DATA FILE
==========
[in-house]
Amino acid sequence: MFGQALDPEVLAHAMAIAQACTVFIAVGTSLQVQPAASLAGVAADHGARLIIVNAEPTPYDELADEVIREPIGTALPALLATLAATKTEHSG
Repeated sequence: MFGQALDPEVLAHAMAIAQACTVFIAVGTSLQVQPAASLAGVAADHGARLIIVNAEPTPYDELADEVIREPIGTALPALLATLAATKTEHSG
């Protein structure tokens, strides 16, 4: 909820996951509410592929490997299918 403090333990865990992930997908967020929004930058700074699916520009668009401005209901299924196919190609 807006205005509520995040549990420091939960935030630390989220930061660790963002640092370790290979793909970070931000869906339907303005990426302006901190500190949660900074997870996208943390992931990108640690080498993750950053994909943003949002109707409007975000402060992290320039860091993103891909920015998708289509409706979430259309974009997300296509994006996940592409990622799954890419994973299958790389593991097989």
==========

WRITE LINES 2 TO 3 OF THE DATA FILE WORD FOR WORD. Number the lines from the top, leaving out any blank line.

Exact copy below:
Amino acid sequence: MFGQALDPEVLAHAMAIAQACTVFIAVGTSLQVQPAASLAGVAADHGARLIIVNAEPTPYDELADEVIREPIGTALPALLATLAATKTEHSG
Repeated sequence: MFGQALDPEVLAHAMAIAQACTVFIAVGTSLQVQPAASLAGVAADHGARLIIVNAEPTPYDELADEVIREPIGTALPALLATLAATKTEHSG